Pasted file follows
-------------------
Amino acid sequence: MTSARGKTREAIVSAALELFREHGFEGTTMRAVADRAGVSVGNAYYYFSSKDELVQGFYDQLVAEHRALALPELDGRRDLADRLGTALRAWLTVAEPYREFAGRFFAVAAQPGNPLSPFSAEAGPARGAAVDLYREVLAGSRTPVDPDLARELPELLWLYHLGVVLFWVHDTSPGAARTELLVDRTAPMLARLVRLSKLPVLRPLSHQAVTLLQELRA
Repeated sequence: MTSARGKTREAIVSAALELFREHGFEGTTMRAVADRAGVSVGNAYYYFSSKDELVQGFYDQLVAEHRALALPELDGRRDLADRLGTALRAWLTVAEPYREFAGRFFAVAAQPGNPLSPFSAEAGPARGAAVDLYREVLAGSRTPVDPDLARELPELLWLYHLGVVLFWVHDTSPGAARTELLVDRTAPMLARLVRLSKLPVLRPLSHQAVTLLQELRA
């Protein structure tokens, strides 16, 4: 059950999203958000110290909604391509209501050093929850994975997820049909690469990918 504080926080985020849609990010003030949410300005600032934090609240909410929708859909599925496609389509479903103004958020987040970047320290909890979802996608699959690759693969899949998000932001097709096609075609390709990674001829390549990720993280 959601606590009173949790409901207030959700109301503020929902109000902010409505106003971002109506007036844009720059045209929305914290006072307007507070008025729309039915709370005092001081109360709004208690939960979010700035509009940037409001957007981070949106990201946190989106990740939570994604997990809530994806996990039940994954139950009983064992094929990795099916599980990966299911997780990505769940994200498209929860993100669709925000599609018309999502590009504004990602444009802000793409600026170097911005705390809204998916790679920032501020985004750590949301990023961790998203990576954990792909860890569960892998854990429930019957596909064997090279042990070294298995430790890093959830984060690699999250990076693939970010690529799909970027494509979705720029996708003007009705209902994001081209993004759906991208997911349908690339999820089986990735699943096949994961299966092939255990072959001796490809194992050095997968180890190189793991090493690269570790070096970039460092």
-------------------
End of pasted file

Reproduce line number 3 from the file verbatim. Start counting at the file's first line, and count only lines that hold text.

């Protein structure tokens, strides 16, 4: 059950999203958000110290909604391509209501050093929850994975997820049909690469990918 504080926080985020849609990010003030949410300005600032934090609240909410929708859909599925496609389509479903103004958020987040970047320290909890979802996608699959690759693969899949998000932001097709096609075609390709990674001829390549990720993280 959601606590009173949790409901207030959700109301503020929902109000902010409505106003971002109506007036844009720059045209929305914290006072307007507070008025729309039915709370005092001081109360709004208690939960979010700035509009940037409001957007981070949106990201946190989106990740939570994604997990809530994806996990039940994954139950009983064992094929990795099916599980990966299911997780990505769940994200498209929860993100669709925000599609018309999502590009504004990602444009802000793409600026170097911005705390809204998916790679920032501020985004750590949301990023961790998203990576954990792909860890569960892998854990429930019957596909064997090279042990070294298995430790890093959830984060690699999250990076693939970010690529799909970027494509979705720029996708003007009705209902994001081209993004759906991208997911349908690339999820089986990735699943096949994961299966092939255990072959001796490809194992050095997968180890190189793991090493690269570790070096970039460092």